FAA changes to eVTOL certification scare air taxi developers

News that the Federal Aviation Administration (FAA) has changed its mind about how it will certify electric take-off and landing (eVTOL) aircraft for air taxi use has rattled the developers of these vehicles – including many prototypes are already well advanced in the approval process. In response to any jitters that may have been created, the regulator assures companies that the changes it has made will not send any project off the certification track.

The main point of change is the perspective from which the FAA will analyze eVTOL craft for certification, not necessarily different criteria that it has already established with manufacturers of air taxis and other urban air mobility vehicles. Under the leadership of recently appointed FAA Acting Administrator Billy Nolan, the regulator decided not to enforce Part 23 regulations for small fixed-wing aircraft as previously planned. Instead, it will certify eVTOLs as “mechanically lifted” means of transportation, as stipulated in Federal Aviation Regulations 21.17(b).

This special class sits somewhere between light passenger planes and helicopters – which, to be fair, is roughly how air taxis and next-gen UAM craft will operate.

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So what will this change for manufacturers trying to get their prototypes certified? It’s not entirely clear yet, though it’s beginning to appear that the changes involved will be less disruptive to the process than some UAM officials initially feared.

News of the modification was first detailed by an aviation publication The Airstream earlier this month. A subtitle of the article warned that “Electric air(e)taxi startups in the United States are eyeing massive regulatory change from the FAA”, with the main warning that “injected new uncertainty into the programs of certification from leading US eVTOL developers.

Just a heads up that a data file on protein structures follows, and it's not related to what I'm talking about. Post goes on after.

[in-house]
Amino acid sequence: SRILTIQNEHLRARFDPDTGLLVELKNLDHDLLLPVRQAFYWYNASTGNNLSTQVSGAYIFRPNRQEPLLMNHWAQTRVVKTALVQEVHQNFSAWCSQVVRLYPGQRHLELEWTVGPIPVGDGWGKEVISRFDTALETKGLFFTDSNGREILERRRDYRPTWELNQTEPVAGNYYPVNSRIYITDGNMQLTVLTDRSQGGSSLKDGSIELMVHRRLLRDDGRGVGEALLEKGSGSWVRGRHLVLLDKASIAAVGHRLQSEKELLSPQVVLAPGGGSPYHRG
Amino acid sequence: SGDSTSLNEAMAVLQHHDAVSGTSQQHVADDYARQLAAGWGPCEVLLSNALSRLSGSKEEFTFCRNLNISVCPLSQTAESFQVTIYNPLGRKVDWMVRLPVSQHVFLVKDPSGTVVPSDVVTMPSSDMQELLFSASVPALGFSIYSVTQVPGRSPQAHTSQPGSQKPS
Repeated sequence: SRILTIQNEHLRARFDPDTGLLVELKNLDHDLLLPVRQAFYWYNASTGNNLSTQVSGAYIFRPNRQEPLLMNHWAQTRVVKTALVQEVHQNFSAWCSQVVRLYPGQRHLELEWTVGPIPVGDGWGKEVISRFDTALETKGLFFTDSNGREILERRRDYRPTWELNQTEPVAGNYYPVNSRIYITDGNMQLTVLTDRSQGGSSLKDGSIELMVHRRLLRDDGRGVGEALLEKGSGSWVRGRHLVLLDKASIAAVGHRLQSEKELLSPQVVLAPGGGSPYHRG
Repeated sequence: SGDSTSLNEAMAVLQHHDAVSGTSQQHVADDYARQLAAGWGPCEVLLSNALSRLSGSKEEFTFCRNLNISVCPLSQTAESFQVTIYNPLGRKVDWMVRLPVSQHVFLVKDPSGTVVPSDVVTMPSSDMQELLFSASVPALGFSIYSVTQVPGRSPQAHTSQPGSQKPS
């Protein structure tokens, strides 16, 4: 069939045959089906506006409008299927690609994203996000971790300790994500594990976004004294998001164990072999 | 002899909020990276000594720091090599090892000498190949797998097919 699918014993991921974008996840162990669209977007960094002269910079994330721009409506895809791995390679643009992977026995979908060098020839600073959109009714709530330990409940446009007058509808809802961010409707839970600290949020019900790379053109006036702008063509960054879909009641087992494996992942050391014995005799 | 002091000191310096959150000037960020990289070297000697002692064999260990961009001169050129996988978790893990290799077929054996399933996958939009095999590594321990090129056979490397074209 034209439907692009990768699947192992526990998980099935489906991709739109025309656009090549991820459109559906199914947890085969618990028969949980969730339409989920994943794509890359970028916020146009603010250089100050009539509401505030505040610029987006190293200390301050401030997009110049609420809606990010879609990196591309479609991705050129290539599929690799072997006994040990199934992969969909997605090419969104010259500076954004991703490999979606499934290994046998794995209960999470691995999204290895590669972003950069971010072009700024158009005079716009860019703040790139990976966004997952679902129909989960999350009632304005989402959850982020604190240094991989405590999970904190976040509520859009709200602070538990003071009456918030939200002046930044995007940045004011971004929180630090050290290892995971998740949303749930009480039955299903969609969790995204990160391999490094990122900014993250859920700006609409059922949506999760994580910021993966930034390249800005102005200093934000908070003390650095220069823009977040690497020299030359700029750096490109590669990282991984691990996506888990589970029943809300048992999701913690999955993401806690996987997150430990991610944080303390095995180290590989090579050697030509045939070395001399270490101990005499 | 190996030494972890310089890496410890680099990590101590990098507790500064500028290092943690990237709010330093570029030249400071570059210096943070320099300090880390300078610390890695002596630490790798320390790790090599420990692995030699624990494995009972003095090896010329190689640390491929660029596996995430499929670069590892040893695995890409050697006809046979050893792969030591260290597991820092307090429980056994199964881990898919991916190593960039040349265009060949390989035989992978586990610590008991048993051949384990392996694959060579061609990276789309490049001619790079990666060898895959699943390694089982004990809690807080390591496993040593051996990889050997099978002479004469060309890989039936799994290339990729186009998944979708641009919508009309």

The piece’s co-writer, Elan Head, was less alarmist series of tweets on the changes, and while stating “(c) this is a massive change with many unknowns”, but also noted, “FAA says this will not impact certification timelines , but… we’ll see.”

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Not illogically, some eVTOL members first thought. Mike Hirschberg, director of The Vertical Flight Society, reacted to the development with a tweet lamenting that the FAA “has caused a lot of confusion with their conflicting statements about #eVTOL certification over the past few days,” and added, “it’s not clear the agency has really given this much thought. Aviation media have published articles with similar concerns from eVTOL airlines and industry observers.

Quite quickly, however, the feathers notably got ruffled. Those responsible for Joby and Archer, for example, made statements not too far off from “meh.” They said they viewed the changes as minor and would likely only require tweaks to the way their businesses — and, presumably, their competitors — continue to work toward certification.

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The FAA has stepped up to reinforce this sentiment, issuing statements indicating that the approval criteria for “power-lift” vehicles would be largely the same as in the separate light aircraft category.

“The FAA’s top priority is to ensure that the flying public is safe,” read a widely circulated statement from the regulator. “This obligation includes our monitoring of the emerging generation of eVTOL vehicles. The agency is pursuing a predictable framework that will better meet the need to train and certify the pilots who will operate these new aircraft.

Does this mean for eVTOL companies already quite well on their way to certification?

“All development work done by current applicants remains valid, and changes in our regulatory approach should not delay their projects,” the FAA statement noted. “As this segment of the industry continues to grow, we look forward to certifying innovative new technologies that meet the safety standards the public expects and deserves.”

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The main reason for the rule change, the FAA said, was that it “did not anticipate the need to train pilots in the use of powered lift, which takes off in helicopter mode, switches to airplane mode to fly, then reverts to helicopter mode to land This presumably means that the main implications of changing the category should be in the rules for how eVTOLs are to be flown, not how they are assembled and function .

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